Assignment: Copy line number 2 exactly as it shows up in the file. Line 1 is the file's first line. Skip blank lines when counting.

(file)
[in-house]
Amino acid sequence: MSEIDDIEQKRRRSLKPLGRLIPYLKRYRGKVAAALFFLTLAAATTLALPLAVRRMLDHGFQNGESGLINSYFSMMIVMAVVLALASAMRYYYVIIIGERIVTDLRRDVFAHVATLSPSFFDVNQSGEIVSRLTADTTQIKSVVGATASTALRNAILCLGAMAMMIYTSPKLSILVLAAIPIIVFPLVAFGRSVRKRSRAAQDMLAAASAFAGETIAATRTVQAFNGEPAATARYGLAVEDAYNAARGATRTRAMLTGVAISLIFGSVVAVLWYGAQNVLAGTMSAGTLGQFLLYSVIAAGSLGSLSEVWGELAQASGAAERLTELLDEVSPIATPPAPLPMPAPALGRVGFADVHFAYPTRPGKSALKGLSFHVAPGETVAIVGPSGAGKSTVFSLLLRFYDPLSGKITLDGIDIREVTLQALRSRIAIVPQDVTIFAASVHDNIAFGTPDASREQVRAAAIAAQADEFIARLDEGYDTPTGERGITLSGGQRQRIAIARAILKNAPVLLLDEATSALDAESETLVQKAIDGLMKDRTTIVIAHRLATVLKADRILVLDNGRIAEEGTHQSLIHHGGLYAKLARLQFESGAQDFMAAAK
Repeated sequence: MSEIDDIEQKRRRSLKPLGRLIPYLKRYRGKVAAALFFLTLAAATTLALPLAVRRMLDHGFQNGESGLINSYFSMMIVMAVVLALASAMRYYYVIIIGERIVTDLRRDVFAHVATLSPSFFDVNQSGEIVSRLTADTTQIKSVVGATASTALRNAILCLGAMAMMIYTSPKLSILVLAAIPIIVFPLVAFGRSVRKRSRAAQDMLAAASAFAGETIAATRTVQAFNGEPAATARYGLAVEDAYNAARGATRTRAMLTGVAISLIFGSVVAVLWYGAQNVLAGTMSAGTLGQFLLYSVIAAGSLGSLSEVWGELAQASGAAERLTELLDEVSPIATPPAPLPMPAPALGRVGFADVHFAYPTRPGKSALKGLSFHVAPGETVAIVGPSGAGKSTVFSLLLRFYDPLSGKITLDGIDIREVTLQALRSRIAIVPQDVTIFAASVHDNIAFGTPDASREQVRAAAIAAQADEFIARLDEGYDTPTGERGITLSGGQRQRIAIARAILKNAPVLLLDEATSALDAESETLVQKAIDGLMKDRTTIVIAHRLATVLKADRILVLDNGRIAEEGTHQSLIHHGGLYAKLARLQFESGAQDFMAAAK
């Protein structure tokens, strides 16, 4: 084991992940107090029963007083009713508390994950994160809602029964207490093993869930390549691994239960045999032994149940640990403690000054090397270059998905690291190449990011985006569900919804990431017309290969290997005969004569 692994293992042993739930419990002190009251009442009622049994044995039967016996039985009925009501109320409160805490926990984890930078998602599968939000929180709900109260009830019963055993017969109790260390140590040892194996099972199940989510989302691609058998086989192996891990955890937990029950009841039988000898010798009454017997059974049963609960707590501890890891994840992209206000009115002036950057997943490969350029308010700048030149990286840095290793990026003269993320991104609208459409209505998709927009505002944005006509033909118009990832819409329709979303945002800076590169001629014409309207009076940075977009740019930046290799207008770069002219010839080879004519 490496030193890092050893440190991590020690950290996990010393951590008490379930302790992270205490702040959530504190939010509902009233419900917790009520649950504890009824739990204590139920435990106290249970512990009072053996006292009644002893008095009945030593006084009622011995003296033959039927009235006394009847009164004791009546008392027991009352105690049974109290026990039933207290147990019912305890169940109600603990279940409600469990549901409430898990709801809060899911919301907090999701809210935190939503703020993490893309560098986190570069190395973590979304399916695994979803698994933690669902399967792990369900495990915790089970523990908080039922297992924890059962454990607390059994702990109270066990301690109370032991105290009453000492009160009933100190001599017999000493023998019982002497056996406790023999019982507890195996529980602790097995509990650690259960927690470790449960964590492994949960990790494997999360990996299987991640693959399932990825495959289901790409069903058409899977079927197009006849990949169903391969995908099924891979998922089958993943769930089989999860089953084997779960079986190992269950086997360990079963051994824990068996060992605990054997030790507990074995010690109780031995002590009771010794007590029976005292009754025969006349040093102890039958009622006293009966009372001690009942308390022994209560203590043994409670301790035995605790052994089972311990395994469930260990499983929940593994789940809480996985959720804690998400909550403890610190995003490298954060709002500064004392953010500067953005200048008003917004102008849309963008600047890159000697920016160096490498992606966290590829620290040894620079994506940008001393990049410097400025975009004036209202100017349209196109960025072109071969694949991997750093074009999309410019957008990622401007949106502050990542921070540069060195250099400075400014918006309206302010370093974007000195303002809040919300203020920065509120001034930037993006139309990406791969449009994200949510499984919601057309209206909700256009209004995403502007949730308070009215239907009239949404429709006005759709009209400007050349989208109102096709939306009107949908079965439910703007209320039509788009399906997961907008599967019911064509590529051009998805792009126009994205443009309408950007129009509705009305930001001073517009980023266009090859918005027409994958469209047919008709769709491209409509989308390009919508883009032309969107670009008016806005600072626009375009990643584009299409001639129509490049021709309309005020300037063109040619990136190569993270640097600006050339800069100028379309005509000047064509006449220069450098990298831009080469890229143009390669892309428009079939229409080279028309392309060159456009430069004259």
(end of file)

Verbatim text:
Amino acid sequence: MSEIDDIEQKRRRSLKPLGRLIPYLKRYRGKVAAALFFLTLAAATTLALPLAVRRMLDHGFQNGESGLINSYFSMMIVMAVVLALASAMRYYYVIIIGERIVTDLRRDVFAHVATLSPSFFDVNQSGEIVSRLTADTTQIKSVVGATASTALRNAILCLGAMAMMIYTSPKLSILVLAAIPIIVFPLVAFGRSVRKRSRAAQDMLAAASAFAGETIAATRTVQAFNGEPAATARYGLAVEDAYNAARGATRTRAMLTGVAISLIFGSVVAVLWYGAQNVLAGTMSAGTLGQFLLYSVIAAGSLGSLSEVWGELAQASGAAERLTELLDEVSPIATPPAPLPMPAPALGRVGFADVHFAYPTRPGKSALKGLSFHVAPGETVAIVGPSGAGKSTVFSLLLRFYDPLSGKITLDGIDIREVTLQALRSRIAIVPQDVTIFAASVHDNIAFGTPDASREQVRAAAIAAQADEFIARLDEGYDTPTGERGITLSGGQRQRIAIARAILKNAPVLLLDEATSALDAESETLVQKAIDGLMKDRTTIVIAHRLATVLKADRILVLDNGRIAEEGTHQSLIHHGGLYAKLARLQFESGAQDFMAAAK